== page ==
O it’s ” Thin red line of ‘eroes, ” when the drums begin to roll.

We aren’t no thin red ‘eroes, nor we aren’t no blackguards too,
But single men in barricks, most remarkable like you;
An’ if sometimes our conduck isn’t all your fancy paints,
Why, single men in barricks don’t grow into plaster saints;
While it’s Tommy this, an’ Tommy that, an` Tommy, fall be’ind,”
But it’s ” Please to walk in front, sir,” when there’s trouble in the wind
There’s trouble in the wind, my boys, there’s trouble in the wind,
O it’s ” Please to walk in front, sir,” when there’s trouble in the wind.

You talk o’ better food for us, an’ schools, an’ fires, an’ all:
We’ll wait for extry rations if you treat us rational.
Don’t mess about the cook-room slops, but prove it to our face
The Widow’s Uniform is not the soldier-man’s disgrace.
For it’s Tommy this, an’ Tommy that, an` Chuck him out, the brute! ”
But it’s ” Saviour of ‘is country ” when the guns begin to shoot;
An’ it’s Tommy this, an’ Tommy that, an’ anything you please;
An ‘Tommy ain’t a bloomin’ fool – you bet that Tommy sees!

Swifts and Swans (Yeats-Harley)

All rights reserved.

A lengthy piece that combines my guitar solo ‘Swifts’ with my setting of a poem by W.B. Yeats – ‘The Wild Swans at Coole’.

Backup:

For this more recent version, the guitar sounds better but it’s not the best I’ve ever sung it. And there are some bits of the guitar part in the older version I like. I guess the answer is to have yet another shot at it, but in the meantime…

Backup:

And here’s the poem.

The Wild Swans at Coole

The trees are in their autumn beauty,
The woodland paths are dry,
Under the October twilight the water
Mirrors a still sky;
Upon the brimming water among the stones
Are nine-and-fifty swans.

The nineteenth autumn has come upon me
Since I first made my count;
I saw, before I had well finished,
All suddenly mount
And scatter wheeling in great broken rings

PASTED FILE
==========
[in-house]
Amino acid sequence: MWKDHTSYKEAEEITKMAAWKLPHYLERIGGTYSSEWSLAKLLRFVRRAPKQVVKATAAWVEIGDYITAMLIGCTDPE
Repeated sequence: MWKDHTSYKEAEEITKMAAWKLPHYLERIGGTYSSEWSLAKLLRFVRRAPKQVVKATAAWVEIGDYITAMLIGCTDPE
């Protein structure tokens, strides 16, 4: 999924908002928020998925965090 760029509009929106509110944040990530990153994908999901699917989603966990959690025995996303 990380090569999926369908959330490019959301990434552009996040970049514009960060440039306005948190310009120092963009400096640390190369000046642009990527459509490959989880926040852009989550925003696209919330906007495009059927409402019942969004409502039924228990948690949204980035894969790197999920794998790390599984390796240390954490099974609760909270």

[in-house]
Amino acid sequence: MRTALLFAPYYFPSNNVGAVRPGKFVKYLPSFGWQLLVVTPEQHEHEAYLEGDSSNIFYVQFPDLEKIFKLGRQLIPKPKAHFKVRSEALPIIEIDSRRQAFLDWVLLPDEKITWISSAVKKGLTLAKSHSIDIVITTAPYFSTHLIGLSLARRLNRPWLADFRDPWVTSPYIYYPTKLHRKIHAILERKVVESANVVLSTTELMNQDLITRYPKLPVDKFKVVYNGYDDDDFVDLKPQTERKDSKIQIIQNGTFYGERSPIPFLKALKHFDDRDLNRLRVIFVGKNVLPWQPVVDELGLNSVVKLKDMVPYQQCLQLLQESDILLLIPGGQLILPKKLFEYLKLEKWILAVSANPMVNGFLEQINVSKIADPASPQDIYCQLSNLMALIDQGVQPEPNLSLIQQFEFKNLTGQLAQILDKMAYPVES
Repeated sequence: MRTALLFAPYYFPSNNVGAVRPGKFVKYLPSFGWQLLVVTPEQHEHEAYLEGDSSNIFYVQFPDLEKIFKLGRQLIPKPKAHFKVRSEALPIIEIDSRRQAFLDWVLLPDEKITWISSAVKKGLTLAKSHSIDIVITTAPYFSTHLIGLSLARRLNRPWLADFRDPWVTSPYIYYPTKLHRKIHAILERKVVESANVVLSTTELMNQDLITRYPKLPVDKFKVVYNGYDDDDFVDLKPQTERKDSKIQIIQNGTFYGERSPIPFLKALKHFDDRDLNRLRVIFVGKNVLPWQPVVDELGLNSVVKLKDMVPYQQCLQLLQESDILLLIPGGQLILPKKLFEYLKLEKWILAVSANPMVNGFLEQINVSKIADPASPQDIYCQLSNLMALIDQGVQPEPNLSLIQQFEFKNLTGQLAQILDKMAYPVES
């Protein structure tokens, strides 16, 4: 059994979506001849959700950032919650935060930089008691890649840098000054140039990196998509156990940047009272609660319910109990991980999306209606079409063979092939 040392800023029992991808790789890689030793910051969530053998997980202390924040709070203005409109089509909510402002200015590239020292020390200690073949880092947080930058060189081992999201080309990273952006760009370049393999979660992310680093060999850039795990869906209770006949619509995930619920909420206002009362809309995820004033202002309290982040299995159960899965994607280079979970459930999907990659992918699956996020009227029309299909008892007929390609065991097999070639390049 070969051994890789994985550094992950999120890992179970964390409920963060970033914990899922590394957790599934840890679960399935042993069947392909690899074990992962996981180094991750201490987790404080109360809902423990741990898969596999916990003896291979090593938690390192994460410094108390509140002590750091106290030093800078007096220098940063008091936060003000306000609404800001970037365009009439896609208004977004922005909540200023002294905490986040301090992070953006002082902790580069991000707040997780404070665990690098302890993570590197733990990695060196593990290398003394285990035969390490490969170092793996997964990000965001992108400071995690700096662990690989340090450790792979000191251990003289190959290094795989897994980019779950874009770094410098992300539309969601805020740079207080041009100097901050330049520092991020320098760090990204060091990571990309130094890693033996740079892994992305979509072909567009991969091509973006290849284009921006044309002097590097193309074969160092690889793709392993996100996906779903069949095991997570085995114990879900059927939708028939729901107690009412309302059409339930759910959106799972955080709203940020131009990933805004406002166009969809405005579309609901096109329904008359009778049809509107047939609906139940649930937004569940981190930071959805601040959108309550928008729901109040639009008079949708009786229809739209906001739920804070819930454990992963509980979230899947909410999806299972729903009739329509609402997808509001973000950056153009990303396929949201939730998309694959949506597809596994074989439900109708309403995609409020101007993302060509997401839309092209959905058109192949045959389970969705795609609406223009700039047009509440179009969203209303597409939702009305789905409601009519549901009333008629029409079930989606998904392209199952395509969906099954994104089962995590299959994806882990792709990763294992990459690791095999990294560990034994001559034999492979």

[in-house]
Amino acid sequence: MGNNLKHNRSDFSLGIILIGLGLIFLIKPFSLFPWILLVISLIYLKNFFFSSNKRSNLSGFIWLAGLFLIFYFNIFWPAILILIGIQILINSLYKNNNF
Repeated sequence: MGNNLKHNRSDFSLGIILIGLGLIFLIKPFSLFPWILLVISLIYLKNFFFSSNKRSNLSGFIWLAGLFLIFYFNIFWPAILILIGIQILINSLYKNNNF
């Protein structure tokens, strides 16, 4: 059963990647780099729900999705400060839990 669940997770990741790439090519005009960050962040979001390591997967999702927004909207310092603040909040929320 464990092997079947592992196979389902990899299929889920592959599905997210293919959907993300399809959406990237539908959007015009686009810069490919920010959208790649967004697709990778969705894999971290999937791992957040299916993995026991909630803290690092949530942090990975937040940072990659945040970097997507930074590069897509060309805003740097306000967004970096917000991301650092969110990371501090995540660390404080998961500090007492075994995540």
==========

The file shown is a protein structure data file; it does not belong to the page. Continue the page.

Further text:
Upon their clamorous wings.

I have looked upon those brilliant creatures,
And now my heart is sore.
All’s changed since I, hearing at twilight,
The first time on this shore,
The bell-beat of their wings above my head,
Trod with a lighter tread.

Unwearied still, lover by lover,
They paddle in the cold
Companionable streams or climb the air;
Their hearts have not grown old;
Passion or conquest, wander where they will,
Attend upon them still.

But now they drift on the still water,
Mysterious, beautiful;
Among what rushes will they build,
By what lake’s edge or pool
Delight men’s eyes when I awake some day
To find they have flown away?

The Pilgrim [Yeats-Harley]

Backup:

I FASTED for some forty days on bread and buttermilk,
For passing round the bottle with girls in rags or silk,
In country shawl or Paris cloak, had put my wits astray,
And what’s the good of women, for all that they can say
Is fol de rol de rolly O.

Round Lough Derg’s holy island I went upon the stones,
I prayed at all the Stations upon my marrow bones,
And there I found an old man, and though, I prayed all day
And that old man beside me, nothing would he say
But fol de rol de rolly O.

All know that all the dead in the world about that place are stuck,
And that should mother seek her son she’d have but little luck
Because the fires of purgatory have ate their shapes away;
I swear to God I questioned them, and all they had to say
Was fol de rol de rolly O.

A great black ragged bird appeared when I was in the boat;
Some twenty feet from tip to tip had it stretched rightly out,
With flopping and with flapping it made a great display,
But I never stopped to question, what could the boatman say
But fol de rol de rolly O.

Now I am in the public-house and lean upon the wall,
So come in rags or come in silk, in cloak or country shawl,
And come with learned lovers or with what men you may,
For I can put the whole lot down, and all I have to say
Is fol de rol de rolly O.